Optimizing UX for the Internet of Medical Things
The implementation of the Internet of Things (IoT) in healthcare is growing rapidly. The industry is seeing an increased need for workflow optimization for electronic health records (EHRs), smart devices, wearables, patient portals, and remote healthcare access.
In fact, the IoT medical devices market is projected to reach a worth of $94.2 billion by 2026. The user experience (UX) across all of these devices — for patients and healthcare staff alike — is crucial as the influx of IoT is being implemented faster and faster to meet rising demands.
Why UX Is Important in Healthcare
The product development industry is no stranger to the importance of UX design. For users to interact with and continue to use your software or product, it must cater to their needs. This seems simple when you have a straightforward target audience. But in healthcare, your target audience is essentially everyone.
This is because UX encompasses every interaction with the healthcare product, software, or system. This includes the ability of patients to use the device or system, how it makes them feel, what customer service is provided, and even the community discourse around the tech.
Patients come from all walks of life, and healthcare professionals have different technological needs depending on their specializations. Seamless integration experience with the IoT is essential to optimize efficiency in healthcare facilities.
For instance, if healthcare staff can’t navigate the Internet of Medical Things (IoMT) with ease, this slows down processes, which in turn leads to frustrated, burnt-out employees and dissatisfied patients with unmet needs. Simply put, it can lead to mistakes in the healthcare system that can’t afford to be made.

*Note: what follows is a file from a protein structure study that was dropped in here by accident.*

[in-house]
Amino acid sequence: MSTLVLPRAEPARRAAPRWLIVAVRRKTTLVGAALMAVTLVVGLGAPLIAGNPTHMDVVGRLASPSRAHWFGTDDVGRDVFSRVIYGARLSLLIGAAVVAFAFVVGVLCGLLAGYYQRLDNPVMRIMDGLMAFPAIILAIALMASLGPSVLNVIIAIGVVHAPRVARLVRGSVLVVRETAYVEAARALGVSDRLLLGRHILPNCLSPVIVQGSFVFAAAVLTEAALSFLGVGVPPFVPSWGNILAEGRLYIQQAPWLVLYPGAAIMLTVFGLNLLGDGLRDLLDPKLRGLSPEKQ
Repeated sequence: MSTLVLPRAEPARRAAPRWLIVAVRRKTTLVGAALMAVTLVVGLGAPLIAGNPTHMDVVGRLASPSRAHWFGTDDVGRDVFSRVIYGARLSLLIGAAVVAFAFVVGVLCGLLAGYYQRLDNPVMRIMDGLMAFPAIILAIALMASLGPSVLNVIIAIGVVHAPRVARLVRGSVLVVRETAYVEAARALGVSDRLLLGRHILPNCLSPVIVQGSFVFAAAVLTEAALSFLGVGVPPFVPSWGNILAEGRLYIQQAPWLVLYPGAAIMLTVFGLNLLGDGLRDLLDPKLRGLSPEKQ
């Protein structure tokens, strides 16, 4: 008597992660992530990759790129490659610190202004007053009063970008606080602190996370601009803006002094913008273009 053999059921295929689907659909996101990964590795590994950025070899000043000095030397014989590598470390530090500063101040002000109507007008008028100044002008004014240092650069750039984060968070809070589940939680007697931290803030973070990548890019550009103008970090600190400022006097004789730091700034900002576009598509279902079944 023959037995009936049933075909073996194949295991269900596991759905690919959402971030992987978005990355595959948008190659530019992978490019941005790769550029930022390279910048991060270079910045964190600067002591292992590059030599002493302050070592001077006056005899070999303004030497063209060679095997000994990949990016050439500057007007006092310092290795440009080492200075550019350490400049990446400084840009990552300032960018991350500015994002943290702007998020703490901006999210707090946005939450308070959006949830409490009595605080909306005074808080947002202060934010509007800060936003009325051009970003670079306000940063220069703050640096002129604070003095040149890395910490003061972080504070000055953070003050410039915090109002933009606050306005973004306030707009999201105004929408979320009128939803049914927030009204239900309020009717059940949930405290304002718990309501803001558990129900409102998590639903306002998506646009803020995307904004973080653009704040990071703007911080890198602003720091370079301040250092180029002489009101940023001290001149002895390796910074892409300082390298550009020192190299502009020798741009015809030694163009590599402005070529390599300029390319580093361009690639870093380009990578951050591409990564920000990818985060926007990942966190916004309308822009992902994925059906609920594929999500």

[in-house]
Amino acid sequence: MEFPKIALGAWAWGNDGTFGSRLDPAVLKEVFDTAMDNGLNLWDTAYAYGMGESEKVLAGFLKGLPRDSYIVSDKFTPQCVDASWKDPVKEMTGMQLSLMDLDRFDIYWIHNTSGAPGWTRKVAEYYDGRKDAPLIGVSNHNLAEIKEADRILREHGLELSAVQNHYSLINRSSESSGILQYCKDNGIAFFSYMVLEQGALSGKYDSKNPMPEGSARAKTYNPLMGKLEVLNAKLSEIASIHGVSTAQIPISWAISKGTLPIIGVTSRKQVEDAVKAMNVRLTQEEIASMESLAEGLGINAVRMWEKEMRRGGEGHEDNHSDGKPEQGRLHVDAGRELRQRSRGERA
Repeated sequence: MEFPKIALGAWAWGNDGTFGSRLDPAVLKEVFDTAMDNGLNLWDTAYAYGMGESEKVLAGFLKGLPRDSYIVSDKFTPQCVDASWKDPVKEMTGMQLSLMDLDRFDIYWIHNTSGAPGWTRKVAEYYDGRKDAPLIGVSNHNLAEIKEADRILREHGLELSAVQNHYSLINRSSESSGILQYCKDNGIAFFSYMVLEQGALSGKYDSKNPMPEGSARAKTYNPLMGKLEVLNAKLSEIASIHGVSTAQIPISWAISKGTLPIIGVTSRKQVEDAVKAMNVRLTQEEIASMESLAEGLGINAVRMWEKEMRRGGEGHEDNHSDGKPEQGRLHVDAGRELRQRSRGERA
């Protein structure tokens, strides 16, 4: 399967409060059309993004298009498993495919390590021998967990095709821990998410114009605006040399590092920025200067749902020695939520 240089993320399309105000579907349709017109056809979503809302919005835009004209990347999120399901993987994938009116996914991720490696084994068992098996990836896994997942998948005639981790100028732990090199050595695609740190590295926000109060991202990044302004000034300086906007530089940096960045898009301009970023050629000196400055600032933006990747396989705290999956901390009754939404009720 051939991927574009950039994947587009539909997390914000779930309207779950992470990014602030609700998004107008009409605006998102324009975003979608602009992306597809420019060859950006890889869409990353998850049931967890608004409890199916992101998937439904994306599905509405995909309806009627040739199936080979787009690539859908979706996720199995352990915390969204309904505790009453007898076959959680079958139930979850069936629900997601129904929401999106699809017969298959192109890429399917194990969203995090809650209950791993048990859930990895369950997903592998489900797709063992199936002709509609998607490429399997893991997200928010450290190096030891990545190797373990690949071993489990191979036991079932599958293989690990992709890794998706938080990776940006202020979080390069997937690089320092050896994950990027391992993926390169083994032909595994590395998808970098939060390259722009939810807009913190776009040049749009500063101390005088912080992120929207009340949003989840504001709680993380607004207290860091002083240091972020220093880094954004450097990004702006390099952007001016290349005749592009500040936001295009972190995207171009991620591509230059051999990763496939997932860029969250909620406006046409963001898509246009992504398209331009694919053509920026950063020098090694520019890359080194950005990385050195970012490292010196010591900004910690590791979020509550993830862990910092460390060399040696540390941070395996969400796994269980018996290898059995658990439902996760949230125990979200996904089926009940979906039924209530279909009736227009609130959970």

Ways To Incorporate Better UX in the IoMT
To effectively implement great UX design in healthcare tech, you must have a deep understanding of patient and provider needs and preferences. Your design must cater to these nuances to make the experience intuitive, efficient and relevant.
Hospitals often don’t have time to train patients and staff on how to use every small piece of IoMT tech. Therefore, the UX should be intuitive; users shouldn’t need a thousand-page manual to figure out how to access and use the tool effectively.
Efficiency is crucial in every industry but especially healthcare. People’s lives quite literally depend on it. That isn’t to say that you have to build tech with zero bugs or kinks, but making the design as simple and quick as possible to navigate and achieve desired results is key. Also, make sure to provide optimal customer service with fast turnaround times.
Finally, if the IoMT device or software isn’t relevant to the task at hand, it won’t be used. Healthcare professionals are already bogged down with crowded hospitals, long patient waitlists, and grueling work hours. Patients have ultra-specific needs that should be met before anything extraneous is added. For example, a patient may not use telehealth services if they require in-person treatment such as an IV drip. Conversely, patients with limited mobility may need remote healthcare options above all else.